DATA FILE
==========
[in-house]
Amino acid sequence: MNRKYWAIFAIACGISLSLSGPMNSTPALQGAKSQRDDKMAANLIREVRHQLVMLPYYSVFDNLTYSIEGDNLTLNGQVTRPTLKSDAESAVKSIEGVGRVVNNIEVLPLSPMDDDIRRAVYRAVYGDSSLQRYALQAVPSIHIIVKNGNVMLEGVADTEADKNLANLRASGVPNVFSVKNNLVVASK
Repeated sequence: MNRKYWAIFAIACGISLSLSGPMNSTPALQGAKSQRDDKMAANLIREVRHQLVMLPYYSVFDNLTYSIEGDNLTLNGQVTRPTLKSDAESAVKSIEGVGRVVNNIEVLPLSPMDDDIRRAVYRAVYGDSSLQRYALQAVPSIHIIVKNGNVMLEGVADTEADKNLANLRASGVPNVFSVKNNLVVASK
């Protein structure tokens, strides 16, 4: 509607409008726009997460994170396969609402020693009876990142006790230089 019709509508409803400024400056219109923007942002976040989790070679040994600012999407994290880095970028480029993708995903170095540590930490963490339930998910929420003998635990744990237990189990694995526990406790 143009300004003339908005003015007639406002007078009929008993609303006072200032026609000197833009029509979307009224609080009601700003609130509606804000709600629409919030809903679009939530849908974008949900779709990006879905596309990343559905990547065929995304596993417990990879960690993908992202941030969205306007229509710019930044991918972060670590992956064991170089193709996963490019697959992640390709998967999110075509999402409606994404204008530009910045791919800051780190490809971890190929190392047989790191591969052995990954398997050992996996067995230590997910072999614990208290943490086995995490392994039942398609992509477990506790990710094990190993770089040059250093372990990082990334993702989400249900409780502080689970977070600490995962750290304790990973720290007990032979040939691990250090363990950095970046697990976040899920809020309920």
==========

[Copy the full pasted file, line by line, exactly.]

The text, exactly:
[in-house]
Amino acid sequence: MNRKYWAIFAIACGISLSLSGPMNSTPALQGAKSQRDDKMAANLIREVRHQLVMLPYYSVFDNLTYSIEGDNLTLNGQVTRPTLKSDAESAVKSIEGVGRVVNNIEVLPLSPMDDDIRRAVYRAVYGDSSLQRYALQAVPSIHIIVKNGNVMLEGVADTEADKNLANLRASGVPNVFSVKNNLVVASK
Repeated sequence: MNRKYWAIFAIACGISLSLSGPMNSTPALQGAKSQRDDKMAANLIREVRHQLVMLPYYSVFDNLTYSIEGDNLTLNGQVTRPTLKSDAESAVKSIEGVGRVVNNIEVLPLSPMDDDIRRAVYRAVYGDSSLQRYALQAVPSIHIIVKNGNVMLEGVADTEADKNLANLRASGVPNVFSVKNNLVVASK
């Protein structure tokens, strides 16, 4: 509607409008726009997460994170396969609402020693009876990142006790230089 019709509508409803400024400056219109923007942002976040989790070679040994600012999407994290880095970028480029993708995903170095540590930490963490339930998910929420003998635990744990237990189990694995526990406790 143009300004003339908005003015007639406002007078009929008993609303006072200032026609000197833009029509979307009224609080009601700003609130509606804000709600629409919030809903679009939530849908974008949900779709990006879905596309990343559905990547065929995304596993417990990879960690993908992202941030969205306007229509710019930044991918972060670590992956064991170089193709996963490019697959992640390709998967999110075509999402409606994404204008530009910045791919800051780190490809971890190929190392047989790191591969052995990954398997050992996996067995230590997910072999614990208290943490086995995490392994039942398609992509477990506790990710094990190993770089040059250093372990990082990334993702989400249900409780502080689970977070600490995962750290304790990973720290007990032979040939691990250090363990950095970046697990976040899920809020309920």